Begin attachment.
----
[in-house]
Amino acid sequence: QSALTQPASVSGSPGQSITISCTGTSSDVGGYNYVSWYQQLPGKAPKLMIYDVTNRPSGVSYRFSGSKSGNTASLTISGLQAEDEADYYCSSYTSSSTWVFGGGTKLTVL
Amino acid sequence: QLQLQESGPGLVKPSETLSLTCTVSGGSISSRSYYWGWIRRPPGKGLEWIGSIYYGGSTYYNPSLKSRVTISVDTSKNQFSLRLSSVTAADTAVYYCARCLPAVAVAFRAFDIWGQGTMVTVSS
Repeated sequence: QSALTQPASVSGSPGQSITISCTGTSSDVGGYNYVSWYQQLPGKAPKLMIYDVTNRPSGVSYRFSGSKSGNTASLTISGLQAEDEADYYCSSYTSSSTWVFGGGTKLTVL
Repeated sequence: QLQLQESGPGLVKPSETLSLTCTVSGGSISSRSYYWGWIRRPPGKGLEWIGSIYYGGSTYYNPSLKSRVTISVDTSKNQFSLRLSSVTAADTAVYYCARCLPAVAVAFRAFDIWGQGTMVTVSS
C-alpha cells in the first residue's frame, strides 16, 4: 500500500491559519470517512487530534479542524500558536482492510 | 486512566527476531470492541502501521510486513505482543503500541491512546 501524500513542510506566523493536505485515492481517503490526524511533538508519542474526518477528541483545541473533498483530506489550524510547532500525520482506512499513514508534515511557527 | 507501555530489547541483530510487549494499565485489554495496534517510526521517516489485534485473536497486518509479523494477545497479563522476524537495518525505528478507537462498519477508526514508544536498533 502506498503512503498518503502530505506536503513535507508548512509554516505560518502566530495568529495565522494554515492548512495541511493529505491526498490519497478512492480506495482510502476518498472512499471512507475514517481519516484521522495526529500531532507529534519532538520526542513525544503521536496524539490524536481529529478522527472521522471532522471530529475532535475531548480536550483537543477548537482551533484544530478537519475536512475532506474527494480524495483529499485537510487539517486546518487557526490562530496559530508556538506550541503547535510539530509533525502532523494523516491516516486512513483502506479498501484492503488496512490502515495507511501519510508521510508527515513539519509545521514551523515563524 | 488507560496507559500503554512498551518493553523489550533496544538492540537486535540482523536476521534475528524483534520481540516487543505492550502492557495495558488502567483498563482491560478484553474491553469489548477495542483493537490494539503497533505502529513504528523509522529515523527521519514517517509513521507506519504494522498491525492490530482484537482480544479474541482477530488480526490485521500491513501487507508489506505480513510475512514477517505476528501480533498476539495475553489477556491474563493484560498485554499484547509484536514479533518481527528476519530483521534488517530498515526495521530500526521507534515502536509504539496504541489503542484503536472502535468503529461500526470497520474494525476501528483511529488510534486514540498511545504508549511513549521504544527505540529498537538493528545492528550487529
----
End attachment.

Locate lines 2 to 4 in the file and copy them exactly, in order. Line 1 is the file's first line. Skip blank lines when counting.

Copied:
Amino acid sequence: QSALTQPASVSGSPGQSITISCTGTSSDVGGYNYVSWYQQLPGKAPKLMIYDVTNRPSGVSYRFSGSKSGNTASLTISGLQAEDEADYYCSSYTSSSTWVFGGGTKLTVL
Amino acid sequence: QLQLQESGPGLVKPSETLSLTCTVSGGSISSRSYYWGWIRRPPGKGLEWIGSIYYGGSTYYNPSLKSRVTISVDTSKNQFSLRLSSVTAADTAVYYCARCLPAVAVAFRAFDIWGQGTMVTVSS
Repeated sequence: QSALTQPASVSGSPGQSITISCTGTSSDVGGYNYVSWYQQLPGKAPKLMIYDVTNRPSGVSYRFSGSKSGNTASLTISGLQAEDEADYYCSSYTSSSTWVFGGGTKLTVL